In 2006, throat cancer all but destroyed voiceover artist Ray Nakamoto’s ability to speak. Four years later, cataracts clawed at his left eye’s lens, making his world even harder to navigate.
“I couldn’t drive at night because headlights looked like sparklers,” he said. “I’d go into a department store and the overhead (lights) would be blurry and I couldn’t read the aisle stickers.”
Nakamoto, 66, a familiar voice in the region for his past radio work, had taken a hard financial hit following the recession and the waning of the audio industry. Lacking insurance, he muddled through his work for more than a year, magnifying wave forms on the computer screen and squinting to read radio scripts, before applying for free cataract surgery in 2011.
“My eyesight was failing,” Nakamoto said. “I had to keep my life going. … I had nowhere to turn to until I heard about (Mission Cataract). It literally saved my career.”
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Mission Cataract USA is a national program, offered in the Sacramento area through Kaiser Permanente, that aims to provide free cataract surgeries to uninsured or underinsured patients who cannot afford the procedure.
Now in its 20th year in Sacramento, the Kaiser program has improved the eyesight of about 400 people. This Friday, it provided for 15 more.
Removing a cataract – a clouding of the eye’s lens that affects light perception and focus – entails lifting off the entire damaged lens and replacing it with a clear silicone one. Cataracts tend to be denser and more debilitating for patients who forgo eye care for long periods of time, said Dr. Clint McClanahan, one of four surgeons who volunteered with Mission Cataract on Friday.
Cataracts are a natural part of aging but can also result from long-term sun exposure, diabetes or smoking. The 20- to 30-minute lens removal procedure would typically cost about $5,000, the surgeon said.
McClanahan, a veteran eye surgeon with a philanthropic bent, brought the program into the Kaiser system in 1995 after reading about its Fresno launch in an ophthalmology journal. The need has been steady for the last two decades, he said, and has remained so even as more low-income patients enroll in eye care under the federal Affordable Care Act.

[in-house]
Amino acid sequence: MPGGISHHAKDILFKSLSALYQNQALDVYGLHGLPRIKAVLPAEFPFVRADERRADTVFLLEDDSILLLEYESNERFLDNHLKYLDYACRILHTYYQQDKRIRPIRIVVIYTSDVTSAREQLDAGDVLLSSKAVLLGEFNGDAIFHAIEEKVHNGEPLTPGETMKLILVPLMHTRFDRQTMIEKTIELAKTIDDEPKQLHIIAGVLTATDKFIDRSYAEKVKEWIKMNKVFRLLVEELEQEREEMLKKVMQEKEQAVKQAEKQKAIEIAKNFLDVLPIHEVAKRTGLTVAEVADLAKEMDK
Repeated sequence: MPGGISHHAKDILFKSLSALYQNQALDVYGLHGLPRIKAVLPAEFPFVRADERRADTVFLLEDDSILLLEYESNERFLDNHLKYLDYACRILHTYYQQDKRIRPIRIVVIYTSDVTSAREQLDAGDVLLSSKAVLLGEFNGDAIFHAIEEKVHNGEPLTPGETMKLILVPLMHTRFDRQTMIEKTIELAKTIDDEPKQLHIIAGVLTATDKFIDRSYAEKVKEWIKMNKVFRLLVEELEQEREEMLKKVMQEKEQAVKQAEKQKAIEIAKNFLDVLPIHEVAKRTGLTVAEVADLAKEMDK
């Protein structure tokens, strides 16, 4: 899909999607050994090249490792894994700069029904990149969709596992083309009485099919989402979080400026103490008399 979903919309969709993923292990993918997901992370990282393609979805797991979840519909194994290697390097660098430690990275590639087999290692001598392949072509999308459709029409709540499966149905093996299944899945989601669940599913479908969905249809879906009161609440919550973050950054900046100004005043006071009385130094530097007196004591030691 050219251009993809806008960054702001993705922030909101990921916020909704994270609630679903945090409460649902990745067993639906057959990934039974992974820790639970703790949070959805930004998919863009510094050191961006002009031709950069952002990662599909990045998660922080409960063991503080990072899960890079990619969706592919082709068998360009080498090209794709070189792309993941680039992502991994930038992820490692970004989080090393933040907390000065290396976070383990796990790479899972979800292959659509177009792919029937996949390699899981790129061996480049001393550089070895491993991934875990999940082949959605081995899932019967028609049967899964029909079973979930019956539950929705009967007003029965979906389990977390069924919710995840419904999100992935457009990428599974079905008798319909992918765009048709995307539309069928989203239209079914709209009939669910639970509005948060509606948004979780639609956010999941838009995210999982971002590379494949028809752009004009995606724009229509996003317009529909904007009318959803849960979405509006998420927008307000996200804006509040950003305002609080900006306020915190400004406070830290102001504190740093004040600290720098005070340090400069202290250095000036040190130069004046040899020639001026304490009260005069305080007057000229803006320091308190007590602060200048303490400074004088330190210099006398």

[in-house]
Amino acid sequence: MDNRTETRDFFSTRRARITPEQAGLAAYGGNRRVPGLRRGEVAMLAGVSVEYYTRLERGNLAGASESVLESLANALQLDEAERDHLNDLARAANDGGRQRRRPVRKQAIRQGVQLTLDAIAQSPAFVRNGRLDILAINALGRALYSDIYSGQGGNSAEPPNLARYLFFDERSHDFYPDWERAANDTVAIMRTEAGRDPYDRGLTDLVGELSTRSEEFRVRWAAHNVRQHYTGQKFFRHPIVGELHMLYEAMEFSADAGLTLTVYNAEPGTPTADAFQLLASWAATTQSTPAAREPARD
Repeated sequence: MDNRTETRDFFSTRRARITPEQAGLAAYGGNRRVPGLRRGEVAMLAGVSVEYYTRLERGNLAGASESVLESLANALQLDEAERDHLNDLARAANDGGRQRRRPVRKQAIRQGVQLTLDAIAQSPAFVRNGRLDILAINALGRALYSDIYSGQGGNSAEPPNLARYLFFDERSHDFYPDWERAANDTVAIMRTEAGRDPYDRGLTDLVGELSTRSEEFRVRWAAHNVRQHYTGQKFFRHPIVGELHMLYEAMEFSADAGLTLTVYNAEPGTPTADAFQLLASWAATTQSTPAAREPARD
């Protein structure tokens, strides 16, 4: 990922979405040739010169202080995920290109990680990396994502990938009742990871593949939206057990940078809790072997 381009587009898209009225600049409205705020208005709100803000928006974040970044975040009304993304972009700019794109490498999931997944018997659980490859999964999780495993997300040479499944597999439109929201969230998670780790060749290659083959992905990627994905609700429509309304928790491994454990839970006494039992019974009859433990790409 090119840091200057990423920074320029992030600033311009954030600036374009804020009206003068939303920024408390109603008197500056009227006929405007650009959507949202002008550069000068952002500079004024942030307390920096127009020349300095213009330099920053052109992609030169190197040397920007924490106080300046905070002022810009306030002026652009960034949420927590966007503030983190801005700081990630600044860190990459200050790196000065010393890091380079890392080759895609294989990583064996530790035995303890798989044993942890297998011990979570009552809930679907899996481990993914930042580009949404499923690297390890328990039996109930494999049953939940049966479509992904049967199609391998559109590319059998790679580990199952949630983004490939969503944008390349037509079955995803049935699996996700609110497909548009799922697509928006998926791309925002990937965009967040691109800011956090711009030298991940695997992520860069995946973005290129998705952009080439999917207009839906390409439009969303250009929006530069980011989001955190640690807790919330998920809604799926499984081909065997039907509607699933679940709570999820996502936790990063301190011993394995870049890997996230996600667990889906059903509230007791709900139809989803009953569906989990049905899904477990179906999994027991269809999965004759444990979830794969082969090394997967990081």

“We were worried that after the ACA we’d be out of a job,” he said, referring to Mission Cataract’s work. “But there are still people who get squeezed despite the ACA and still don’t have any insurance. We’ve never had any problems finding enough applicants.”
Potential patients are screened in advance and selected based on need. After the procedure at Kaiser Permanente’s eye surgery center in Rancho Cordova, patients return home and come back for a checkup the next morning. Patients must attend a follow-up eye appointment three weeks later, where they receive a pair of prescription glasses to focus their newly improved eyesight.
McClanahan, along with 80 or so personnel who volunteer for the event each year, has fixed the eyes of artists, carpenters, hair stylists and more over the past 20 years. While many of the recipients are in their 50s, most are still working and depend on the surgery to continue doing so, he said.
Jean Cayabyab, 46, said she “couldn’t see anything but pea soup,” and experienced feelings of depression and isolation after her cataracts developed in 2010. It wasn’t until 2014, when her husband heard about Mission Cataract, that she had the lens in her right eye replaced.
Because the program typically offers one eye surgery at a time, Cayabyab returned to Kaiser on Friday to have her left eye done. She is currently uninsured and unemployed, and hopes the improved eyesight will help her get a job.
“I remember they took the patch off and it was just wonderful – it was like the ‘Wizard of Oz,’” she said. The mother of four and grandmother of two was in tears on Friday as she reminisced about seeing her children clearly after her first surgery.
For Nakamoto, living without cataracts means being able to give back to the voiceover community. Once a talent featured in radio commercials, Nakamoto no longer performs but instead coaches aspiring vocalists on how to find their “money voice” and record demos for employers.
In a secluded studio full of period appliances and radio memorabilia, Nakamoto has no trouble editing his students’ recordings on his computer or reading to them from a script. As a volunteer recruiter for the Society for the Blind, he encourages his students to read to the less-sighted to practice their voiceover skills.
“Now that I’m through that program, I feel strongly about giving back to society,” Nakamoto said. “When I read for the blind, after I finished reading to them, I’d walk outside and realize the sky was blue, and realize I’d taken that for granted. There are so many things like that, that I’m just grateful for.”
Call The Bee’s Sammy Caiola, (916) 321-1636.